Penn will make cash payments totaling $1.5 billion over the 10-year term and grant ESPN $500 million of warrants to purchase Penn shares. ESPN will have the right to designate one, non-voting board observer at Penn. The casino company can extend the term for another 10 years by mutual agreement. Penn said the deal could generate between $500 million and $1 billion in annual earnings before interest, taxes, depreciation and amortization.
ESPN already has ties to sports gambling, though it has steered clear of taking actual bets. It has betting-related shows and marketing deals where links to sportsbooks are integrated into ESPN’s website. Disney also acquired a stake in DraftKings as part of its acquisition of Fox’s entertainment assets in 2019.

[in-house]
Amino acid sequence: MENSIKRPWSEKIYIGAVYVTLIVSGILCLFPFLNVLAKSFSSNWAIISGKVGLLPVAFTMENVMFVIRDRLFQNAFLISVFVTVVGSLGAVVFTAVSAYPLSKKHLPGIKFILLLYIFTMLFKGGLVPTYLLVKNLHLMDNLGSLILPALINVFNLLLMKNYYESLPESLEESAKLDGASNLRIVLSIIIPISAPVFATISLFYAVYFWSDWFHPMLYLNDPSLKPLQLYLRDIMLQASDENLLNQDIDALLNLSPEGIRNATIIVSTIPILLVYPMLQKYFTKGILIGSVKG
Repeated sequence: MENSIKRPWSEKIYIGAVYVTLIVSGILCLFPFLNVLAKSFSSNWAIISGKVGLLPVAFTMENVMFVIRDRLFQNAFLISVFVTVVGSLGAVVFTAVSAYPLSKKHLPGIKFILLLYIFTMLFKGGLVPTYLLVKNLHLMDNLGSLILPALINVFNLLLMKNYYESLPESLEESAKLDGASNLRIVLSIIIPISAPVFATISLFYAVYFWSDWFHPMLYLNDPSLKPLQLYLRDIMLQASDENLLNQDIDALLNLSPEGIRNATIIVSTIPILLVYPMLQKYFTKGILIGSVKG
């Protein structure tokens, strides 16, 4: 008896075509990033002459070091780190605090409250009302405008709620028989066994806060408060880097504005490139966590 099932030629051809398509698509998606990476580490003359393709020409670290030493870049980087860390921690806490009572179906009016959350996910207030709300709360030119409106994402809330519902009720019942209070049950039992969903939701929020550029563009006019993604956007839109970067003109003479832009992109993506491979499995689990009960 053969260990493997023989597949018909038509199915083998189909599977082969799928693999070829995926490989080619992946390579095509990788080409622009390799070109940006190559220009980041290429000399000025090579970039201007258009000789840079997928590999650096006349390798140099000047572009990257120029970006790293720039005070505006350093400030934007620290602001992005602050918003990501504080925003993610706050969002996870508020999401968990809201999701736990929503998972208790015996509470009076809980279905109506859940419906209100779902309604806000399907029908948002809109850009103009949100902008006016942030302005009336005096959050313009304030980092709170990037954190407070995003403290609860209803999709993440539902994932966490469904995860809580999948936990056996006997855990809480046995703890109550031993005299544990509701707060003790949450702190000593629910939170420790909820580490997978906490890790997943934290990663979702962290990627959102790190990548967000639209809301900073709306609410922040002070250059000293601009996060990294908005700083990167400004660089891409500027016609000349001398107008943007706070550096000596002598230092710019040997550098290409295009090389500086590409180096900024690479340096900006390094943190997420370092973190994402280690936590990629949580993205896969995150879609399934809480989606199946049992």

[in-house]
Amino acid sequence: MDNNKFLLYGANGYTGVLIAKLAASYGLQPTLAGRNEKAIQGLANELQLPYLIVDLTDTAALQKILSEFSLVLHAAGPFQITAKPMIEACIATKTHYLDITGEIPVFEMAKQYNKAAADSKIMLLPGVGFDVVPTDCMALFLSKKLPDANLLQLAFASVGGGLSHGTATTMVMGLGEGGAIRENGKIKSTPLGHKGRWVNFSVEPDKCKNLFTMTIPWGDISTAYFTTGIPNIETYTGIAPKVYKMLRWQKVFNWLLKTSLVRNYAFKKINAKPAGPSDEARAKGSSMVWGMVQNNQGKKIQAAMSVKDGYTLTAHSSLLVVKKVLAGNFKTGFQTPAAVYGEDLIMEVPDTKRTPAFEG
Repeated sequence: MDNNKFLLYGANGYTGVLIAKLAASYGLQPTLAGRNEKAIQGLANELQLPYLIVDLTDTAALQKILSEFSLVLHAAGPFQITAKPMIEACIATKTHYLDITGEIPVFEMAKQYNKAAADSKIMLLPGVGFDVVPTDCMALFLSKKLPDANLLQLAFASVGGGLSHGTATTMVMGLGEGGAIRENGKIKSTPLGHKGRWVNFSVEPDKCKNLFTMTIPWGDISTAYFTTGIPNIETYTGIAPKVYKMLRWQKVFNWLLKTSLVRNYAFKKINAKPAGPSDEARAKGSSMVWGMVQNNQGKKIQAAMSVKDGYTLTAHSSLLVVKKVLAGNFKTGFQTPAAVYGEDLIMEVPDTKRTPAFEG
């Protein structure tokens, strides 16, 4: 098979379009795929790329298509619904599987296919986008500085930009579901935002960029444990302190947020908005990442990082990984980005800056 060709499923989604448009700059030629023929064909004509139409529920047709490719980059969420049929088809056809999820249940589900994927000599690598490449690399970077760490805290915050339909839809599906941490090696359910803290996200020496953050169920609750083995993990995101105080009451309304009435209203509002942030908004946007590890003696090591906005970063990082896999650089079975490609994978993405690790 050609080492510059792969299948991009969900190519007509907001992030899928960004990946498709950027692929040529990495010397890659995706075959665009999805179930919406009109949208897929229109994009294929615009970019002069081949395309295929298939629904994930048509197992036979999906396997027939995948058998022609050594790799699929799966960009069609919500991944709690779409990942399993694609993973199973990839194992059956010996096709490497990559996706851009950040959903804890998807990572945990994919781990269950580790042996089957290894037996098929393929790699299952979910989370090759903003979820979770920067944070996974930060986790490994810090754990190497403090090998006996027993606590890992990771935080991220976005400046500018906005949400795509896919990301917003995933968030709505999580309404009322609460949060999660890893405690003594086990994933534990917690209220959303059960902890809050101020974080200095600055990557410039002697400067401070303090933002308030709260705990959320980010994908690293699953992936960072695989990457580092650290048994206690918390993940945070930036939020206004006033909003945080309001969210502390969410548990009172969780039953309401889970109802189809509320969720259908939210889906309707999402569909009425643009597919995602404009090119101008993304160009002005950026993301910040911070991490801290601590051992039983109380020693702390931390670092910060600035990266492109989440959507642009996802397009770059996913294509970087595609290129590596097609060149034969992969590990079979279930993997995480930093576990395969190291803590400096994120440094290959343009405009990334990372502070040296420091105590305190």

But for the past two years, ESPN has been exploring a more expansive sports betting deal, holding talks with several major sportsbooks. Sports gambling companies have invested heavily in marketing their own brands and some were reluctant to give that up to take the ESPN name. Barstool’s sportsbook, however, has captured relatively small market share compared with the industry giants, FanDuel and DraftKings.
ESPN has been trying to strike a delicate balance. It’s trying to generate new sources of revenue as customers cancel traditional cable-TV service. And it’s wanted to capitalize on the growing interest in sports betting as more states have legalized it. ESPN needed to proceed cautiously because a perception that it has become deeply involved in gambling could undermine the family-friendly image cultivated by Disney.